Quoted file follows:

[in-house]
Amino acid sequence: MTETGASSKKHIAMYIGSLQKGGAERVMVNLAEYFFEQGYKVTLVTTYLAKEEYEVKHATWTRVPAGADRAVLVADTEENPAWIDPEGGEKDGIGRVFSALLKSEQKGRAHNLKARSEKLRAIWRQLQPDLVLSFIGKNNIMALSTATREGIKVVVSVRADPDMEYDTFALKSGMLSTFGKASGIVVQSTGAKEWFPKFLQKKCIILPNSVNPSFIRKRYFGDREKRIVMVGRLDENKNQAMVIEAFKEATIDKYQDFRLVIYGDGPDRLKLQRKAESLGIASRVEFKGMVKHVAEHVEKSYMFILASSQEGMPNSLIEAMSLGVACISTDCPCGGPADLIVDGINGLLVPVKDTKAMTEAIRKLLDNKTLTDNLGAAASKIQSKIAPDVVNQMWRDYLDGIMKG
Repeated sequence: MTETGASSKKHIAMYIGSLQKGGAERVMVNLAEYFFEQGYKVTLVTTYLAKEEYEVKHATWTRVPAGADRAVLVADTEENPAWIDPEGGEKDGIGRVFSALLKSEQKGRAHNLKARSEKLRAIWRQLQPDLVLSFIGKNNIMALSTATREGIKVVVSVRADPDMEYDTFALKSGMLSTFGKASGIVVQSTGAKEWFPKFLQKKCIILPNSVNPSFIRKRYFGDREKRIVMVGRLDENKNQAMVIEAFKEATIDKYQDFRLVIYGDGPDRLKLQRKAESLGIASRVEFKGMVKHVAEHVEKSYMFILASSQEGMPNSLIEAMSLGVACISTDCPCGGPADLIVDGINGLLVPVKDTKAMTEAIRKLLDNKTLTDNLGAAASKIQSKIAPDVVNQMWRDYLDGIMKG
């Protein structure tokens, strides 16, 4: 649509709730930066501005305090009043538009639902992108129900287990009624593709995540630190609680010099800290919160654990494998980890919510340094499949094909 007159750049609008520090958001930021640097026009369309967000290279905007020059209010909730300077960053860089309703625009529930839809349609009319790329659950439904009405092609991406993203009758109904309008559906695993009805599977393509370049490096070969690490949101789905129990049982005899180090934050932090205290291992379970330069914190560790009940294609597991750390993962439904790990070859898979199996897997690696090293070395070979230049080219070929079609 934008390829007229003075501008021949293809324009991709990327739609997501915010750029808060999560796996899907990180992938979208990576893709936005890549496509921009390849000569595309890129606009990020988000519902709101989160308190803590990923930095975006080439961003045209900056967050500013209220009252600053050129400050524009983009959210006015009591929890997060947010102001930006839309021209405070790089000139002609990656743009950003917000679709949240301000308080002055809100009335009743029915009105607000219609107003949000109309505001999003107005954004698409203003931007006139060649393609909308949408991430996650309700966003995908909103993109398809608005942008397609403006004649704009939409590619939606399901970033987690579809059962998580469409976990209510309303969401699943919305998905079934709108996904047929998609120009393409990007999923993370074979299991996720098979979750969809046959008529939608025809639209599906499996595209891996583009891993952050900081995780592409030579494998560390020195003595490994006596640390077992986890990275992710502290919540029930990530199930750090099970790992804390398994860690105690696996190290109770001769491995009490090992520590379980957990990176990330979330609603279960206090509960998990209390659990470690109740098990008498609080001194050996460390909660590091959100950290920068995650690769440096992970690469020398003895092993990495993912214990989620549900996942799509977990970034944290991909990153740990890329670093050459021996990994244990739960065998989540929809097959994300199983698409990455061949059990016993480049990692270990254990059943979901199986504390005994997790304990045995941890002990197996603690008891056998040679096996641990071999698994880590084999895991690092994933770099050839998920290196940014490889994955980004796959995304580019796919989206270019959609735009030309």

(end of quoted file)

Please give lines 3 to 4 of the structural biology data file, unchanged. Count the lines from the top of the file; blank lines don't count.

Repeated sequence: MTETGASSKKHIAMYIGSLQKGGAERVMVNLAEYFFEQGYKVTLVTTYLAKEEYEVKHATWTRVPAGADRAVLVADTEENPAWIDPEGGEKDGIGRVFSALLKSEQKGRAHNLKARSEKLRAIWRQLQPDLVLSFIGKNNIMALSTATREGIKVVVSVRADPDMEYDTFALKSGMLSTFGKASGIVVQSTGAKEWFPKFLQKKCIILPNSVNPSFIRKRYFGDREKRIVMVGRLDENKNQAMVIEAFKEATIDKYQDFRLVIYGDGPDRLKLQRKAESLGIASRVEFKGMVKHVAEHVEKSYMFILASSQEGMPNSLIEAMSLGVACISTDCPCGGPADLIVDGINGLLVPVKDTKAMTEAIRKLLDNKTLTDNLGAAASKIQSKIAPDVVNQMWRDYLDGIMKG
């Protein structure tokens, strides 16, 4: 649509709730930066501005305090009043538009639902992108129900287990009624593709995540630190609680010099800290919160654990494998980890919510340094499949094909 007159750049609008520090958001930021640097026009369309967000290279905007020059209010909730300077960053860089309703625009529930839809349609009319790329659950439904009405092609991406993203009758109904309008559906695993009805599977393509370049490096070969690490949101789905129990049982005899180090934050932090205290291992379970330069914190560790009940294609597991750390993962439904790990070859898979199996897997690696090293070395070979230049080219070929079609 934008390829007229003075501008021949293809324009991709990327739609997501915010750029808060999560796996899907990180992938979208990576893709936005890549496509921009390849000569595309890129606009990020988000519902709101989160308190803590990923930095975006080439961003045209900056967050500013209220009252600053050129400050524009983009959210006015009591929890997060947010102001930006839309021209405070790089000139002609990656743009950003917000679709949240301000308080002055809100009335009743029915009105607000219609107003949000109309505001999003107005954004698409203003931007006139060649393609909308949408991430996650309700966003995908909103993109398809608005942008397609403006004649704009939409590619939606399901970033987690579809059962998580469409976990209510309303969401699943919305998905079934709108996904047929998609120009393409990007999923993370074979299991996720098979979750969809046959008529939608025809639209599906499996595209891996583009891993952050900081995780592409030579494998560390020195003595490994006596640390077992986890990275992710502290919540029930990530199930750090099970790992804390398994860690105690696996190290109770001769491995009490090992520590379980957990990176990330979330609603279960206090509960998990209390659990470690109740098990008498609080001194050996460390909660590091959100950290920068995650690769440096992970690469020398003895092993990495993912214990989620549900996942799509977990970034944290991909990153740990890329670093050459021996990994244990739960065998989540929809097959994300199983698409990455061949059990016993480049990692270990254990059943979901199986504390005994997790304990045995941890002990197996603690008891056998040679096996641990071999698994880590084999895991690092994933770099050839998920290196940014490889994955980004796959995304580019796919989206270019959609735009030309």